Faith formation in the 21st century
Growing vibrant faith
John Roberto is another thought leader who is tuned into how our world is changing, including technologically, and how that affects the church. Our networked world has created new possibilities for engagement and lifelong learning. In this video, John talks about how to think about engaging not just those lifelong stalwarts of our church – the people who regularly show up – but three other segments of people who are more disconnected from lives of faith and organized religion, including the "nones."
See this PDF presentation for more of John's ideas including: online learning platforms; imagining Sunday worship all week; online courses for every adult anytime, anywhere, any interest; a spiritual resource center; and personalized faith formation. More ideas, resources and links can be found through his website.
"Just one more"
Rescuing food and souls
St. Matthew's Lutheran Church, an ELCA congregation in Wauwatosa, Wis., is engaging people in lives of service that make a big difference in satisfying hunger. Through their ministry called "Just One More," over 100 volunteers regularly participate to rescue food that would have been thrown away, and turn it into over 1,500 meals per week, serving more than 76,000 meals in 2013. Watch this video, or read more in this article from the Lutheran.
How might creative ministries like Just One More engage people in lives of purpose and meaning? How might it create the kind of opportunities for conversation that John Roberto talks about, where people disconnected from the church sense an authenticity and spirituality that they don’t normally associate with organized religion?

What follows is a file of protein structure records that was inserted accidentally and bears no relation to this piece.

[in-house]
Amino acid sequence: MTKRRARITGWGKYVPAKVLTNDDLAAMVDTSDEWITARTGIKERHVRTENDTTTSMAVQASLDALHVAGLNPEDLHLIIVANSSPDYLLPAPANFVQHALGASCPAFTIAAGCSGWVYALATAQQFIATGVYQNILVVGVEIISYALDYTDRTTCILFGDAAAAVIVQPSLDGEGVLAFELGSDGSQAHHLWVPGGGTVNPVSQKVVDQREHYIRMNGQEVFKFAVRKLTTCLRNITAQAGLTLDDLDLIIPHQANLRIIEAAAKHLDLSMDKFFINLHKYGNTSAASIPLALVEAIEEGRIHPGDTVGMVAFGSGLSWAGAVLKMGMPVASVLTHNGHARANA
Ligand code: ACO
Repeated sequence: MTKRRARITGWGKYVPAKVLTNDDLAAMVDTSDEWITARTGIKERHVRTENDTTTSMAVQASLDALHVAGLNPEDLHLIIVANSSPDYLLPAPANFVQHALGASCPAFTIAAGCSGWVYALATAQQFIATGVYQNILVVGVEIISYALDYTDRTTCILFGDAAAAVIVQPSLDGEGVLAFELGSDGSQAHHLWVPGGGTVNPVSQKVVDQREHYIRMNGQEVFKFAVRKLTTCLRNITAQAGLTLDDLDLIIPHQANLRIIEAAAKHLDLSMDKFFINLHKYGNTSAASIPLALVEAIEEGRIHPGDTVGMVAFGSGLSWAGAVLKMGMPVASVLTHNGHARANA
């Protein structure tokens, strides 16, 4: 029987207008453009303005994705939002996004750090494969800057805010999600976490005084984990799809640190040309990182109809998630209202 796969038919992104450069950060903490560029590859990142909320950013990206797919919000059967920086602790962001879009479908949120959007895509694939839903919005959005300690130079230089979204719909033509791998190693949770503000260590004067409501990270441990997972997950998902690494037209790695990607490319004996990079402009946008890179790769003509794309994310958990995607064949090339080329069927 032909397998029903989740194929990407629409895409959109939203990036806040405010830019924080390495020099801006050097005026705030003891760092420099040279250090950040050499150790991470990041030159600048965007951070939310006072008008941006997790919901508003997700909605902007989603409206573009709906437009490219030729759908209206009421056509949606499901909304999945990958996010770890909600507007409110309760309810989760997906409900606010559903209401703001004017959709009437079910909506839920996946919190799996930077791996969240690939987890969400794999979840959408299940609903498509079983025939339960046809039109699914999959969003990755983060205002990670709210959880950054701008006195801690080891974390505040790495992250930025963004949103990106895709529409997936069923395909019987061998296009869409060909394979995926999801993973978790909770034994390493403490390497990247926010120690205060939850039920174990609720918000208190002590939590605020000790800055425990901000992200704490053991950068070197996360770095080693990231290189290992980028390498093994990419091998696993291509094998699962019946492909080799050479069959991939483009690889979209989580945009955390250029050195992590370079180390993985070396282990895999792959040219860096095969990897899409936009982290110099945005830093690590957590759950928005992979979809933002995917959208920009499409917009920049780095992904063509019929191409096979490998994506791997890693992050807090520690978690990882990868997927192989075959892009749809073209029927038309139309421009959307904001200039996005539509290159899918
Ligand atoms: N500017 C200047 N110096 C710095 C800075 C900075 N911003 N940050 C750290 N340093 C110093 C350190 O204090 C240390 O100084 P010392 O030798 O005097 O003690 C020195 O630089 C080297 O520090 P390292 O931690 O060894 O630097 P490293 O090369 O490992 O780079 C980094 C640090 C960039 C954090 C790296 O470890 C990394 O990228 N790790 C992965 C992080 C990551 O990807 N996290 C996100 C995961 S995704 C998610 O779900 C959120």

Media from Luther into the future
Have you ever thought of social media in the context of the Reformation? As described in this article from the Economist, printed brochures and woodcut graphics were the social media tools of Luther’s time, and they played an integral role in how the Reformation unfolded. As you think about engaging people, have you considered the primordial function that communications play today? What are the channels that people prefer for how they stay connected and is the church present in those places?
Here are a few resources that might be helpful to you. Brady Shearer is an entrepreneur who focuses on helping congregations be more proficient with their communications. He offers lots of practical advice around email, video, social media and more through his website Pro Church Tools. Buffer is another site with useful information, including this post on why graphics are so important in our communications today.
Email, videos and smartphones
Part of keeping people engaged is offering invitations and reminders to consider anew what they are already in favor of or believe in. It's difficult to find people that are philosophically opposed to generosity, so how might we gently inspire them to keep those motives on the front burner? Here are a few experiments from around the ELCA to consider.
Journey is a monthly e-newsletter on faith, discipleship and generosity. It connects members with videos, articles, websites and more that are intended to provide food for thought and triggers for generous and purposeful living. Here is a sample issue.